254
CHAPTER 2. ALGEBRA
may need to use a calculator or scratch paper.
0.2(x 3) + 0.53(2x + 1)
0.2x 0.6 + 1.06x + 0.53
1.26x 0.07
1.26x 0.07 + 0.07
1.26x
=
=
=
=
=
0.56
0.56
0.56
0.56 + 0.07
0.63
1.26x
1.26
0.63
1.26
x = 0.5
Therefore, the solution is x = 0.5
Notice that the last two examples are the same, we simply left the answer
in the first proper form we came to (remember to NOT suggest a fraction
like 0.63
1.26 for an answer!).
Example 13. Solve 0.34(2x 5) + 0.2 = 0.4(x 3)
Solution 13. We will clear the decimals again here. After distributing, you will see that the most number of decimal places
will be two, so we will again multiply every term by 100.
0.34(2x 5) + 0.2
0.68x 1.7 + 0.2
100 0.68x 100 1.7 + 100 0.2
68x 170 + 20
68x 150
68x + 40x 150
108x 150 + 150
108x
=
=
=
=
=
=
=
=
0.4(x 3)
0.4x + 1.2
100 0.4x + 100 1.2
40x + 120
40x + 120
40x + 40x + 120
120 + 150
270
108x
108
270
108
x = 2.5
Therefore, the solution is x = 2.5
255
or a x term or etc. There are some equations, though, which at first glance
seem to be linear, but, in reality, are not. For example:
Example 14. Solve for x: 3(x + 5) 8(x + 3) = 5(x + 2)
=
=
=
=
=
5(x + 2)
5x 10
5x 10
5x + 5x 10
10
When we tried to take all of the xterms to the LHS, the xterms not
only canceled on the RHS, but on the LHS as well. If this ever happens, you
are left with an equation involving two numbers. This kind of equation will
either be nonsense, like our last example, or obviously true, like 5 = 5. It is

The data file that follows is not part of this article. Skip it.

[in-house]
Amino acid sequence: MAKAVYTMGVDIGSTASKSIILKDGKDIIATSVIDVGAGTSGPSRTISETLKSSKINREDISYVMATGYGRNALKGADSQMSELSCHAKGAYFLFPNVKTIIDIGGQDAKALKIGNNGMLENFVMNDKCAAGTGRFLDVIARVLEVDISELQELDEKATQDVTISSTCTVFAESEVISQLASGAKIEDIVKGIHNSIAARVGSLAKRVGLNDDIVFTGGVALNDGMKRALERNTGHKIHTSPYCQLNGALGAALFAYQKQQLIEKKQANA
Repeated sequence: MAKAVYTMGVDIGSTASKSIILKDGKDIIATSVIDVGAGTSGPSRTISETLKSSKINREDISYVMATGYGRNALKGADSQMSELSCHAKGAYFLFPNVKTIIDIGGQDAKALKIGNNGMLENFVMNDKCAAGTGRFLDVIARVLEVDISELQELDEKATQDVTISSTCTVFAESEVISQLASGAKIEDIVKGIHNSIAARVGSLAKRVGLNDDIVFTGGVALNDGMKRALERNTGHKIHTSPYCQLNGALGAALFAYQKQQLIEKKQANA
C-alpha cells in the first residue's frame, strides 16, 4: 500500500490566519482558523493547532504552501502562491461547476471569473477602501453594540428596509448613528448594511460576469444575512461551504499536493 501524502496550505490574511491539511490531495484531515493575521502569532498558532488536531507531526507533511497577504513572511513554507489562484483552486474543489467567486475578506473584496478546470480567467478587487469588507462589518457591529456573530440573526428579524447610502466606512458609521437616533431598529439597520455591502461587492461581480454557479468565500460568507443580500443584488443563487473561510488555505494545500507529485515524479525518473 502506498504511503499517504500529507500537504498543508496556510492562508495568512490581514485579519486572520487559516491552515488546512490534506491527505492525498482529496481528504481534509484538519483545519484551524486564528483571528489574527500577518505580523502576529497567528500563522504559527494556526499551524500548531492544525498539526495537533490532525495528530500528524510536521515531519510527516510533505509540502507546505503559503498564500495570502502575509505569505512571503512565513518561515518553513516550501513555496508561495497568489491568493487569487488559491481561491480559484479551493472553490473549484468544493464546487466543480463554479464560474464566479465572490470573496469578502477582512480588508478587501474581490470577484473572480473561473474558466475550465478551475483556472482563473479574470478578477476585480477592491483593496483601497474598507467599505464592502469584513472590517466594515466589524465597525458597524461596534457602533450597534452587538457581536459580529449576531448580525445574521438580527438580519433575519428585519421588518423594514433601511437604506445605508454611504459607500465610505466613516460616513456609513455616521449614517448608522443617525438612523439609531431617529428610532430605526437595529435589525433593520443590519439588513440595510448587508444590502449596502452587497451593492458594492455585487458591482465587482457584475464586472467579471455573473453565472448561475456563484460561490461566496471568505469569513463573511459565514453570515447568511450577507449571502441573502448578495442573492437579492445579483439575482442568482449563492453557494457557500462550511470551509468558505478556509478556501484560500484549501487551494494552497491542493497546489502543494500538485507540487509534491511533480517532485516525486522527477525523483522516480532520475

for this very reason that in the definition of a linear equation (page 244),
there was only a single xterm in the equation, and it was stated that its
coefficient could not be zero.
In the case where you get nonsense, there is no solution. This is annoying, in that if you wish to check your answer, you can only check your
work.
In the case where you get something which is obviously true, your solution is x may be any real number. This type of equation is called an
identity equation. This solution may be checked as all you need to do is
show that two separate values for x (x = 0 and x = 1 are nice, easy choices)
are both solutions. Let us see an example of this kind:
1
1
1
(6x 7) = (4x 5) +
3
2
6
256
CHAPTER 2. ALGEBRA
7
3
6 7
1 3
12x 14
12x 14
12x 12x 14
14
1
1
(4x 5) +
2
6
= 2x
5 1
+
2 6
= 6 2x
=
=
=
=
6 5 6 1
+
1 2 1 6
12x 15 + 1
12x 14
12x 12x 14
14
Beware, though, it does not matter if the constants cancel; only the
variable terms.
Example 16. Solve 5(x 3) = 3(x 5)
=
=
=
=
=
3(x 5)
3x 15
3x 3x 15
15 + 15
0
2x
2
0
2
x = 0
Thus, x = 0
257
Zero is a perfectly fine solution, and this last example WAS a linear
equation.
4(5 x)
= x
3
4.
5
1
2
x x3= x5
3
6
2
5. 2x 5 = 3(x + 6)
6. 7 5(x 3) = 2(4 3x)
7. 4(x + 2) = 2(2x 1) + 10
8.
x+3
3x 1
=
2
4
258
CHAPTER 2. ALGEBRA
1
13. 8(5x 3) + (4x 3) = 5
2
14.
3
1
3
(7 3x) + (3x + 7) = (4x 2)
5
2
4
2
1
1
(3x 4) + = x
3
3
9
5
1
1
19. x x
= (x + 1)
6
2
4
20. 4 (x + 3) 8 (x 3) = 6 (2x 1) 10
21. 3(2x 5) 5(6 4x) = 2 + 3(x 3)
22.
3x 7
8 5x
=
4
3
23.
2
1
(x + 12) + (x + 2) = 2x 3
3
6
24.
7 3x
2
=
3
5
1
9
1
1
(8x 1) + = (4x + 5)
4
4
2
2
27.
1
1
(x 12) + (x + 2) = 2x + 4
4
2
2
1
1
x x+
=
(x + 4)
3
4
12
29.
1
1
(2x 3) + 5 = (3x + 4)
2
3
3x 5
= 2
4
259
260
2.3
CHAPTER 2. ALGEBRA
Problem Solving
261
Before we do some problems, you will also need to know how some basic
English words and phrases translate into mathematical operations. There
are words we will consider math words when it comes to translation: sum
(+), difference (), product () and quotient (). These words not only
indicate a specific operation, but they also indicate grouping. They keep
statements in order. Consider the translation of these statements below,